Friday, May 13, 2016
US retail sales jump 1.3%; Malaysia growth slows to 4.2%; IMF says Brexit is 'pretty bad to very, very bad'
1 US retail sales jump 1.3% (The Guardian) US retail sales jumped 1.3% in April, beating expectations of a 0.8% increase.
Excluding cars, sales were up 0.8%, again beating expectations of a 0.5% increase. The figures will bring relief to worried investors.
2 Malaysia growth slows to 4.2% (Straits Times) Malaysia recorded its slowest economic growth in nearly seven years in the first quarter, as weak exports and tepid domestic demand continue to hurt the trade-dependent nation.
In January-March, the economy grew 4.2 per cent from a year ago, down from 4.5 per cent in the previous quarter. The quarter was the fifth straight one of declining growth and showed the slowest expansion since the third quarter of 2009.
Bank Negara governor Muhammad Ibrahim indicated that the current quarter could bring further slowing, but said growth could improve in the second half .
3 IMF says Brexit is ‘pretty bad to very, very bad’ (BBC)The International Monetary Fund chief has said a vote by the UK to leave the European Union w ould have "pretty bad, to very, very bad" consequences.
Christine Lagarde said she had "not seen anything that's positive" about Brexit and warned that it could "lead to a technical recession". She echoed similar comments made by Bank of England governor Mark Carney.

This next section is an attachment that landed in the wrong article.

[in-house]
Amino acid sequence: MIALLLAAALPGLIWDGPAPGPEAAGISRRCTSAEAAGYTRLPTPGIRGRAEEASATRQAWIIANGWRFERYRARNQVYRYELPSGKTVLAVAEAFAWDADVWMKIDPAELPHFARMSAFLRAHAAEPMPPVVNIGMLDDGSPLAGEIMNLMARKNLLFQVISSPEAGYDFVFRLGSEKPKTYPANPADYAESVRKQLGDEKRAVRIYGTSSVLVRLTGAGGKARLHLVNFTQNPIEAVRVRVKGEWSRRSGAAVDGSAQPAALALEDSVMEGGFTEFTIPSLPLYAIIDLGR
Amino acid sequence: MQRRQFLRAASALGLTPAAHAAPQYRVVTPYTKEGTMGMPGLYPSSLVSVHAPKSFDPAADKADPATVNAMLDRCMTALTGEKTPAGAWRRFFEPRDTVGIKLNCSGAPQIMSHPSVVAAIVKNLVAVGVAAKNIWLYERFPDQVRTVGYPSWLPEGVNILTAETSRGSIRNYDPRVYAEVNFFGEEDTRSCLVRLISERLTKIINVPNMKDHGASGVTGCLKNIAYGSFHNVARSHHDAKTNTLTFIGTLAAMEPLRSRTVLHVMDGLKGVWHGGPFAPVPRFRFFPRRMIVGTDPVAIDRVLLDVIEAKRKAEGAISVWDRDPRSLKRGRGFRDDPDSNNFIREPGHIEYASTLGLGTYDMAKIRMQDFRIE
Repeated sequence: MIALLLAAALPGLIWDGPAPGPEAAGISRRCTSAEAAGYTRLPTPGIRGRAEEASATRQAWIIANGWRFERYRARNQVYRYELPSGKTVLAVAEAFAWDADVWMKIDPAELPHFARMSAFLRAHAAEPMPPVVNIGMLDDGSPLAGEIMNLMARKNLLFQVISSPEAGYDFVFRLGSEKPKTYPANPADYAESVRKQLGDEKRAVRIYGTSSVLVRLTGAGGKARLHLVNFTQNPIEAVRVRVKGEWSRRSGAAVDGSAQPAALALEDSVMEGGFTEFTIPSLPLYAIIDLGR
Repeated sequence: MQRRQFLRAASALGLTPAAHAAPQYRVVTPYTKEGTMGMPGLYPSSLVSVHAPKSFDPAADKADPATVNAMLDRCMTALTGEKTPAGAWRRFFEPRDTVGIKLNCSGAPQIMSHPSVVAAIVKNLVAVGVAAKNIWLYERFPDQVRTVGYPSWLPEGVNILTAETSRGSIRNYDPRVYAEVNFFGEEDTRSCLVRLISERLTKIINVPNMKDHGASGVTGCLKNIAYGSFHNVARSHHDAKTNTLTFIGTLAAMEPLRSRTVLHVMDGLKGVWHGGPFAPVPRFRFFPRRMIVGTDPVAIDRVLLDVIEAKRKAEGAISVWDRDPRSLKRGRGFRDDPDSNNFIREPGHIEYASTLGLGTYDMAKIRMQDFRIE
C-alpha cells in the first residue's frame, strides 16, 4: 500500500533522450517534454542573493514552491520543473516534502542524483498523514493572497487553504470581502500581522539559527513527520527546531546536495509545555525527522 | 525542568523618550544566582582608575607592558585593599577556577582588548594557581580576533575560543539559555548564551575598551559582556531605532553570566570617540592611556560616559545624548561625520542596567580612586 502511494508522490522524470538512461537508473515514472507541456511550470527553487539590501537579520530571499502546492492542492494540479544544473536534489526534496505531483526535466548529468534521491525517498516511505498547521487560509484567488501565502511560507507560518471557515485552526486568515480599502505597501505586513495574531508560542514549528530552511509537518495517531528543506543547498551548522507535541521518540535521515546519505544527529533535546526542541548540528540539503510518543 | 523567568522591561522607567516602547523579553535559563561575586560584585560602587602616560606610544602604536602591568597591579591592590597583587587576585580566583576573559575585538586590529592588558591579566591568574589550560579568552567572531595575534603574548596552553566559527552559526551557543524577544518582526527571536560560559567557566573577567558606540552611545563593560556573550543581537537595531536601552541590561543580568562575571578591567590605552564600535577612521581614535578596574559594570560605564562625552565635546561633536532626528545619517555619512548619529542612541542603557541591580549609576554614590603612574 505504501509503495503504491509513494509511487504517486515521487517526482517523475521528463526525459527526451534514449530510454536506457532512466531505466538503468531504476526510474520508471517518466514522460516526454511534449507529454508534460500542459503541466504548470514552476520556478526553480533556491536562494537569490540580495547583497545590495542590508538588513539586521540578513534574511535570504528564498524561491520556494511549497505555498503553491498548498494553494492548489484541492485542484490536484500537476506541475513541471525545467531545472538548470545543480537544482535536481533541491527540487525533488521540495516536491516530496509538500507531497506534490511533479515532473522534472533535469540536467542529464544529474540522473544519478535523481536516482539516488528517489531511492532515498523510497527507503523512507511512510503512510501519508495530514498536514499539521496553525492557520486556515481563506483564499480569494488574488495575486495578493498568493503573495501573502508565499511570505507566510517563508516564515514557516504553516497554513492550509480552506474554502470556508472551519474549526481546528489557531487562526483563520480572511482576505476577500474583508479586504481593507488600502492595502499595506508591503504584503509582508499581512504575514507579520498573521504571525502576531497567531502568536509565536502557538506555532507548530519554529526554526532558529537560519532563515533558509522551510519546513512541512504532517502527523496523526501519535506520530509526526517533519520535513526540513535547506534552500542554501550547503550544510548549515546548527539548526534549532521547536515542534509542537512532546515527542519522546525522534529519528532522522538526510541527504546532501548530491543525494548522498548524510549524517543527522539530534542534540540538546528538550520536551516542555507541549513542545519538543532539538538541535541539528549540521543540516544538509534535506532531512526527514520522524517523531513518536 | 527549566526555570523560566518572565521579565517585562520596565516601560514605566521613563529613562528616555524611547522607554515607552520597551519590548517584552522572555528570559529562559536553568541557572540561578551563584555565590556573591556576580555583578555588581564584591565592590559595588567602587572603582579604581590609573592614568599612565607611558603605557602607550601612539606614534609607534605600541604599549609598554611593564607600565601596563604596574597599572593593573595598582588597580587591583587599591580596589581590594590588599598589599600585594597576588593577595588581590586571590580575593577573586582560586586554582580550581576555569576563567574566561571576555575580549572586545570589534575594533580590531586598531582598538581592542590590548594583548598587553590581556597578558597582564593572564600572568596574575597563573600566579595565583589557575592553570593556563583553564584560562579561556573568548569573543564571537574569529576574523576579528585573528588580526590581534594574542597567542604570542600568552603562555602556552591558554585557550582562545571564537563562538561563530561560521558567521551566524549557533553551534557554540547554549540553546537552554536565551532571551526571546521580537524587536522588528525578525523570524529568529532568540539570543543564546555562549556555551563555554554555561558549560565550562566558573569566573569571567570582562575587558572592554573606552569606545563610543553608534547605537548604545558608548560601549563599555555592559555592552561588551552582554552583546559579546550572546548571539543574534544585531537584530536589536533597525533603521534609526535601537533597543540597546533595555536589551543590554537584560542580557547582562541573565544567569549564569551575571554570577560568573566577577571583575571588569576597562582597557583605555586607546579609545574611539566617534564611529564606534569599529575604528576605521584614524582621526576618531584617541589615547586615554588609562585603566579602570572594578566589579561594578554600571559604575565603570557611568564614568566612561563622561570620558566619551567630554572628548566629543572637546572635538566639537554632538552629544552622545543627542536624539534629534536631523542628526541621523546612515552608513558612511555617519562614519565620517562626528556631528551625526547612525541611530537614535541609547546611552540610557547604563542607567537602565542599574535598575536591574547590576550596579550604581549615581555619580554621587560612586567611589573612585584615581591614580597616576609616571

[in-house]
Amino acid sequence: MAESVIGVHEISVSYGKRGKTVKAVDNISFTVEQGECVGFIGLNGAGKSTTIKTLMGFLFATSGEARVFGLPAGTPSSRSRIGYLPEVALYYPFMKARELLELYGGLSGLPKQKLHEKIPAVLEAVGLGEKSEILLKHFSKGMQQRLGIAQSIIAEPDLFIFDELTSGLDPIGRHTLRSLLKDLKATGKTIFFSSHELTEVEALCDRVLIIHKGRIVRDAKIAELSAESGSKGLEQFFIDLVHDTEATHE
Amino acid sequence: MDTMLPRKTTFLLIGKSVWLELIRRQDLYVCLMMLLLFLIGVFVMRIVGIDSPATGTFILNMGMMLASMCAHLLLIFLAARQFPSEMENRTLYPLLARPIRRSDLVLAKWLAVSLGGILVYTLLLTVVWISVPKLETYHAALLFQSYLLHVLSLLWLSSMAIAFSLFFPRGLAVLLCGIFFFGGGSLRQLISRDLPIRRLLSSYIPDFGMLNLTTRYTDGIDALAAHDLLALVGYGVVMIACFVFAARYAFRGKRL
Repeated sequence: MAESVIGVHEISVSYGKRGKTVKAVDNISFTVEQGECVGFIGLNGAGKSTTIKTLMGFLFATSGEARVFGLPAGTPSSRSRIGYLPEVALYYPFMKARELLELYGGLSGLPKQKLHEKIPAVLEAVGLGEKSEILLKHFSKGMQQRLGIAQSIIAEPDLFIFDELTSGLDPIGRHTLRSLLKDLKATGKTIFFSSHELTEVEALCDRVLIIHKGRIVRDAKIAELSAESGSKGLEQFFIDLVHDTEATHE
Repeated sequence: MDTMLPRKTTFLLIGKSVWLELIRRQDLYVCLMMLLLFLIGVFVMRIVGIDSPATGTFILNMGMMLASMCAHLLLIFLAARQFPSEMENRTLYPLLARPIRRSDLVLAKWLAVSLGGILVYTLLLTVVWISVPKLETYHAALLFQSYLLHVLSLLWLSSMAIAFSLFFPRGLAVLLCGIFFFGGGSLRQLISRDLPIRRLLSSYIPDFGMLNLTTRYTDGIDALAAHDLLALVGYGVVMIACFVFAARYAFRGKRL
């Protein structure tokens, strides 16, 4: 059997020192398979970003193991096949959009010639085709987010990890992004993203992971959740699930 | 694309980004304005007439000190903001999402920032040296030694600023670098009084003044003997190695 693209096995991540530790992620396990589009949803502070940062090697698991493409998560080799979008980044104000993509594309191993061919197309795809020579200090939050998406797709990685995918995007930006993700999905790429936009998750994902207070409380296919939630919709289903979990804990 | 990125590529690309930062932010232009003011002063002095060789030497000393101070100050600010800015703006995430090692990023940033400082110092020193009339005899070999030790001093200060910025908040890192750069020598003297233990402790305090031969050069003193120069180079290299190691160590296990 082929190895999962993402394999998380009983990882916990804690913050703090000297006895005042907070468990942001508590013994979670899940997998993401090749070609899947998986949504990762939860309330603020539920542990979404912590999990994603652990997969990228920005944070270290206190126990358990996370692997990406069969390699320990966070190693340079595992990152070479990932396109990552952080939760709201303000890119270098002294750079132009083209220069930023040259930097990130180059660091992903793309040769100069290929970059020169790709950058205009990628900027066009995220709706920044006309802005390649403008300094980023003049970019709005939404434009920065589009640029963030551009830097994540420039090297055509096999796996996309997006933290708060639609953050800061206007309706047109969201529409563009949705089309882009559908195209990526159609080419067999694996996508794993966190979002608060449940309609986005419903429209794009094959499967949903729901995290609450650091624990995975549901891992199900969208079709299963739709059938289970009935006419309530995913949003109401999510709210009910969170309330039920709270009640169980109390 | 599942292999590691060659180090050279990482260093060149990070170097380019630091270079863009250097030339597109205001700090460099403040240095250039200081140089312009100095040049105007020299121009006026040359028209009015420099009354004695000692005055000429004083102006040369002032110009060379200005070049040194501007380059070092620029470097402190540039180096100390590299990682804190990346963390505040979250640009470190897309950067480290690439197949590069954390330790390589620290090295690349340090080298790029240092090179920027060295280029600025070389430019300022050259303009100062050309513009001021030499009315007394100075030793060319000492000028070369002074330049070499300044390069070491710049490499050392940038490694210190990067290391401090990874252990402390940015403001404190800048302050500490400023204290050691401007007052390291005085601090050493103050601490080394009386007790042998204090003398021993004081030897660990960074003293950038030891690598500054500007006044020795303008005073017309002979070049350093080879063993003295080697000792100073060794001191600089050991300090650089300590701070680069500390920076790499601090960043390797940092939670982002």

The IMF said in a report on the UK economy that a leave vote could have a "negative and substantial effect". It has previously said that such an outcome could lead to "severe regional and global damage".
The Fund said a Brexit vote would result in a "protracted period of heightened uncertainty" and could result in a sharp rise in interest rates, cause volatility on financial markets and damage London's status as a global financial centre.
Ms Lagarde said the IMF had a duty to assess the risks of Brexit. It has a mandate to oversee the international monetary and financial system. The Fund is expected to publish detailed estimates of the economic impact of a vote to leave the EU in the week before the 23 June referendum, the timing of which has been criticised by leave campaigners.